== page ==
What are the full costs that a copyright plaintiff can recover? RIMINI v. ORACLE

What are the full costs that a copyright plaintiff can recover? RIMINI v. ORACLE

A copyright is a set of exclusive rights granted to the creator of a new expressive work of authorship.  United States copyright law uses the term author to describe a broad group of creative people that can be granted copyright protection for their work.  Artists, musicians, photographers and computer programmers all fall under the definition of an author for the purposes of copyright law in the United States.  When one of these creative vocations creates a new expressive work, the creator is granted a copyright to the work.  A copyright can be registered with the United States Copyright Office to gain additional rights, but registration is not necessary for a copyright to be granted.  The owner of a copyright is granted the exclusive right to reproduce, distribute, perform, display, transmit and prepare derivative works based on the original.  If someone other than the copyright owner attempts to exercise one of these exclusive rights that can be considered copyright infringement.  A copyright owner can attempt to stop copyright infringement by filing a lawsuit which requests an injunction and get monetary damages for copyright infringement which has already occurred.

Damages are an important aspect of copyright law.  While some copyright owners might get moral satisfaction in getting a judgment against someone who infringed on their copyright, most people are in the business of making money.  A copyright owner typically files a copyright infringement lawsuit because the infringement is taking money out of the copyright owner’s pocket.  The copyright owner files a copyright infringement lawsuit with the purpose of getting that lost money back.  If the cost of filing a lawsuit is greater than the judgment a copyright owner could hope to win at trial, it does not make financial sense to file a copyright infringement lawsuit.

The damages that can be awarded in a copyright infringement lawsuit in the United States are itemized in 17 U.S.C. § 504 and § 505.  § 504 allows a copyright plaintiff to be awarded actual and statutory damages.  Actual damages would be actual damages suffered by the copyright owner as a result of the infringement, as well as any profits of the infringer that are attributable to the infringement.  Statutory damages can be a set amount of up to $150,000 per infringement. § 505 allows a copyright plaintiff to be awarded costs and attorney’s fees.  The definition of attorney’s fees is relatively easy to understand, however the definitions of costs is ambiguous.  This ambiguity in the law has lead to differing opinions between the different circuit courts about what can be considered a “cost”.  Some circuits interpret costs to mean all the costs incurred by a party in a copyright infringement lawsuit, other circuits have limited the definition of costs to six categories of costs in 28 U. S. C. §§1821 and 1920.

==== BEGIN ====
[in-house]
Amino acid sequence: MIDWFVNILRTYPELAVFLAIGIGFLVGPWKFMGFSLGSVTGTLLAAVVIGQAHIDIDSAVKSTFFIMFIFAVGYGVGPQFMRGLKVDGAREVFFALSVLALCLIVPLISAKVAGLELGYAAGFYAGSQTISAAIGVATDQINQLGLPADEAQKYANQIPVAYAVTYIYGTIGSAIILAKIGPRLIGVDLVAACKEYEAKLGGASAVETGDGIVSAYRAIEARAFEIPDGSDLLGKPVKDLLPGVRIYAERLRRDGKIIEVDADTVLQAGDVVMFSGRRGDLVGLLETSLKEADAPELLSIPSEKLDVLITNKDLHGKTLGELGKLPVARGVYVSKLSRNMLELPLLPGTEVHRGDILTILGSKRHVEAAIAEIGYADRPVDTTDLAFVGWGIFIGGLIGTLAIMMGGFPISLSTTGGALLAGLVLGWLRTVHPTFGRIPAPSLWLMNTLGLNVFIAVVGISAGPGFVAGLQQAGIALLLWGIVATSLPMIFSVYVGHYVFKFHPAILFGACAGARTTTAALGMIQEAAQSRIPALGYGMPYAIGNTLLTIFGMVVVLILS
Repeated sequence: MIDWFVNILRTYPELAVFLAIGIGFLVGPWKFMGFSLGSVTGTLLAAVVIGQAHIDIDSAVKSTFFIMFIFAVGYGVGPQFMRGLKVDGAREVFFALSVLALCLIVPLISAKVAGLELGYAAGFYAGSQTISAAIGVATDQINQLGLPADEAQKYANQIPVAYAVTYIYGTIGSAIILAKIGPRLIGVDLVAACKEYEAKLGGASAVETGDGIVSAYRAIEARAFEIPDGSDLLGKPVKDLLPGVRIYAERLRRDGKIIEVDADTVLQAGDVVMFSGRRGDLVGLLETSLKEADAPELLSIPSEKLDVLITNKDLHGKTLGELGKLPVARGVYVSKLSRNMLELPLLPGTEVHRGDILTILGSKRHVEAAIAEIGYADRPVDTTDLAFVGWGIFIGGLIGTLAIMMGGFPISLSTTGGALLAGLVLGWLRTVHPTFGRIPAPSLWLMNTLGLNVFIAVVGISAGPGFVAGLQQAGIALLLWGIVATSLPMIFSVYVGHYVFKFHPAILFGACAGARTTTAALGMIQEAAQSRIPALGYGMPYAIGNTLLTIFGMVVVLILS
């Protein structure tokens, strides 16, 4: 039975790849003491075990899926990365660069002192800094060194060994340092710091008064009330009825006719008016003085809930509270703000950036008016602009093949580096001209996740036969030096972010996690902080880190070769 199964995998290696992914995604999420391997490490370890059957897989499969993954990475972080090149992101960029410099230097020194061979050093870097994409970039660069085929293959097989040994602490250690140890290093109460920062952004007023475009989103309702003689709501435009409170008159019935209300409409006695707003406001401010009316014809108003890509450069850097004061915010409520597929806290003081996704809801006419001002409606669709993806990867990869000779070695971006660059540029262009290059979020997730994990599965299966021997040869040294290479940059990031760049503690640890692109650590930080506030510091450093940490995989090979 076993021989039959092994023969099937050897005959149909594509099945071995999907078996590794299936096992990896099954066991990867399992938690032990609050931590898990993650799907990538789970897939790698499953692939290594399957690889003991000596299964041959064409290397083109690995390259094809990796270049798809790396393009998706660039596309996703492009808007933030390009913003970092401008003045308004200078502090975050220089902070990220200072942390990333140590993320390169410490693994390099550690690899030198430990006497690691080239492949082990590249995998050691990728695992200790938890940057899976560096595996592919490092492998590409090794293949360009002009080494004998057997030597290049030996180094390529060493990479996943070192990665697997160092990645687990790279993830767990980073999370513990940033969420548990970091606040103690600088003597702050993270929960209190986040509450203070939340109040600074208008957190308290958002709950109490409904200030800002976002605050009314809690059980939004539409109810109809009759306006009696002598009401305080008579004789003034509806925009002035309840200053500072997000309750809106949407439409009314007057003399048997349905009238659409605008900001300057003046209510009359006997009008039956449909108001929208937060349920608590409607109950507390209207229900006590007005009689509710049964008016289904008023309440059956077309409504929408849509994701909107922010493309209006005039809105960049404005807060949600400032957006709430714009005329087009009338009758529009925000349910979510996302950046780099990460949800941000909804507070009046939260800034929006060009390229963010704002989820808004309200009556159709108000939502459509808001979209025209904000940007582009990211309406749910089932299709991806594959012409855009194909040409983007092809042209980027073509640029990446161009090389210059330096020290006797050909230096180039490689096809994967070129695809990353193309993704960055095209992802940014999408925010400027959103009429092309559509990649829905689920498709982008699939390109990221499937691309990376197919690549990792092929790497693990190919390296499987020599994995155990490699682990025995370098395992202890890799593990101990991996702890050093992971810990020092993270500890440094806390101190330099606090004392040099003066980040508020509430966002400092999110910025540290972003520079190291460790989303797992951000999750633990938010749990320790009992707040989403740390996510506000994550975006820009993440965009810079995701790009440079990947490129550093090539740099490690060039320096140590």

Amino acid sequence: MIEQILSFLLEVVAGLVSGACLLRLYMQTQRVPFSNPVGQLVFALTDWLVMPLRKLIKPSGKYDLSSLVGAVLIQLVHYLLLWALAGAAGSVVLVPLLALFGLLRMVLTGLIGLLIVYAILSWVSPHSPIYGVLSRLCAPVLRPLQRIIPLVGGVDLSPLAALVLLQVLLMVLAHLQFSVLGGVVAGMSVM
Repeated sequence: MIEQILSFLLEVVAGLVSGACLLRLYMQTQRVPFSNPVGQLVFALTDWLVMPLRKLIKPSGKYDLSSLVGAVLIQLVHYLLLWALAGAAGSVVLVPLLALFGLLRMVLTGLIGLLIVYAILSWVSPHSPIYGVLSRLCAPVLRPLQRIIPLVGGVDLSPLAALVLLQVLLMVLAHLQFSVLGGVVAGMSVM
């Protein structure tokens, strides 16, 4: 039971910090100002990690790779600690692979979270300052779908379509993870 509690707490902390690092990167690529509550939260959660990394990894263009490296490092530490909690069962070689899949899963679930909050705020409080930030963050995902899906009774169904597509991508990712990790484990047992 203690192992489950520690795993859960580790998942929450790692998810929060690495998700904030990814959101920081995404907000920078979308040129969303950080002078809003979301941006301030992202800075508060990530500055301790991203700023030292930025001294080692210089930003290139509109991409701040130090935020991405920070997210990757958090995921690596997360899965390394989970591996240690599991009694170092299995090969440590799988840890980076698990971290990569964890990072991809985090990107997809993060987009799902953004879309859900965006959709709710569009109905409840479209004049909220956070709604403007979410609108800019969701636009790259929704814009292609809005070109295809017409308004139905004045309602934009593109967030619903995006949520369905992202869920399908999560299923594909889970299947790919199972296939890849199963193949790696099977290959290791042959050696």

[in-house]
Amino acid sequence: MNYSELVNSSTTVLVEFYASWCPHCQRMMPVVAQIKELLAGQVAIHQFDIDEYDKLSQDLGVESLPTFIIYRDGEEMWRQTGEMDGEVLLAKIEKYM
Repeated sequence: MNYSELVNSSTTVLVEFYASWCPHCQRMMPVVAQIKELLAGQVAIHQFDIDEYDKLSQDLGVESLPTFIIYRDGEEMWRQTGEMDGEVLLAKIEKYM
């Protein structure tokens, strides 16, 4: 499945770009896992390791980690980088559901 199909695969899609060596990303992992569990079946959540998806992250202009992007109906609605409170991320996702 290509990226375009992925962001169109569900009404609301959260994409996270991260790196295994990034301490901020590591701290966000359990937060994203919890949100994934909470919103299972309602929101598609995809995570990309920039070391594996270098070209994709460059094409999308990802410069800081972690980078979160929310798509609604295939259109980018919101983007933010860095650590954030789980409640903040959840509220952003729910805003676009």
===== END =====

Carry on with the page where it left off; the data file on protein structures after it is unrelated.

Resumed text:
This leads to the question – What costs are available to the winning party in a copyright infringement lawsuit?

The case which answers this question is RIMINI STREET INC. v. ORACLE USA INC., 17-1625 (U.S. 2019).  This case involves a dispute between a software publisher and a company that resells software.  A jury awarded Oracle damages after finding that Rimini Street had infringed various Oracle copyrights. After judgment, the District Court also awarded Oracle fees and costs, including $12.8 million for litigation expenses such as expert witnesses, e-discovery, and jury consulting. In affirming the $12.8 million award, the Ninth Circuit acknowledged that it covered expenses not included within the six categories of costs that the general federal statute authorizing district courts to award costs, 28 U. S. C. §§1821 and 1920, provides may be awarded against a losing party. The court nonetheless held that the award was appropriate because the Copyright Act gives federal district courts discretion to award “full costs” to a party in copyright litigation, 17 U. S. C. §505.  This decision was appealed to the United States Supreme Court.

The Supreme Court held that the six categories specified in the general costs statute, 28 U. S. C. §§1821 and 1920, may be awarded.  The court noted that Congress may authorize awards beyond the general statute, but the courts may not expand the definition of costs without authorization from congress.  The fact that §505 says that “full costs” may be awarded does not expand the definition of costs to encompass costs beyond 28 U. S. C. §§1821 and 1920.

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